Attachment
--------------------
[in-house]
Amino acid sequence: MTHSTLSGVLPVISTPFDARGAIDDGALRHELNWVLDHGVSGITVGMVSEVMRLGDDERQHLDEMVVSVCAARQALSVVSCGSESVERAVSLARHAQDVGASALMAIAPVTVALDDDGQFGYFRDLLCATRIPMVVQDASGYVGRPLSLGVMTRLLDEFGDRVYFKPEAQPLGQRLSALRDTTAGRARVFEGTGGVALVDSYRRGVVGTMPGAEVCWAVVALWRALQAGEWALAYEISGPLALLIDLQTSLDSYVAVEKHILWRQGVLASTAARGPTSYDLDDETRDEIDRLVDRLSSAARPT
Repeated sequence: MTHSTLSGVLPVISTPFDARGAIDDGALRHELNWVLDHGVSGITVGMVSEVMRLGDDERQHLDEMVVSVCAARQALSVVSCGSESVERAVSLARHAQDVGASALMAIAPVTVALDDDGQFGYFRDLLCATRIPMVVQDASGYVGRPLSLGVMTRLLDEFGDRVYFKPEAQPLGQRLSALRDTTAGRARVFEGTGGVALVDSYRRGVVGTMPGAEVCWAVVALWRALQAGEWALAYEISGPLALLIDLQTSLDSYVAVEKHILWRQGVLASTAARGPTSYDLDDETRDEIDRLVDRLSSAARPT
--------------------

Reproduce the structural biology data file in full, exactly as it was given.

[in-house]
Amino acid sequence: MTHSTLSGVLPVISTPFDARGAIDDGALRHELNWVLDHGVSGITVGMVSEVMRLGDDERQHLDEMVVSVCAARQALSVVSCGSESVERAVSLARHAQDVGASALMAIAPVTVALDDDGQFGYFRDLLCATRIPMVVQDASGYVGRPLSLGVMTRLLDEFGDRVYFKPEAQPLGQRLSALRDTTAGRARVFEGTGGVALVDSYRRGVVGTMPGAEVCWAVVALWRALQAGEWALAYEISGPLALLIDLQTSLDSYVAVEKHILWRQGVLASTAARGPTSYDLDDETRDEIDRLVDRLSSAARPT
Repeated sequence: MTHSTLSGVLPVISTPFDARGAIDDGALRHELNWVLDHGVSGITVGMVSEVMRLGDDERQHLDEMVVSVCAARQALSVVSCGSESVERAVSLARHAQDVGASALMAIAPVTVALDDDGQFGYFRDLLCATRIPMVVQDASGYVGRPLSLGVMTRLLDEFGDRVYFKPEAQPLGQRLSALRDTTAGRARVFEGTGGVALVDSYRRGVVGTMPGAEVCWAVVALWRALQAGEWALAYEISGPLALLIDLQTSLDSYVAVEKHILWRQGVLASTAARGPTSYDLDDETRDEIDRLVDRLSSAARPT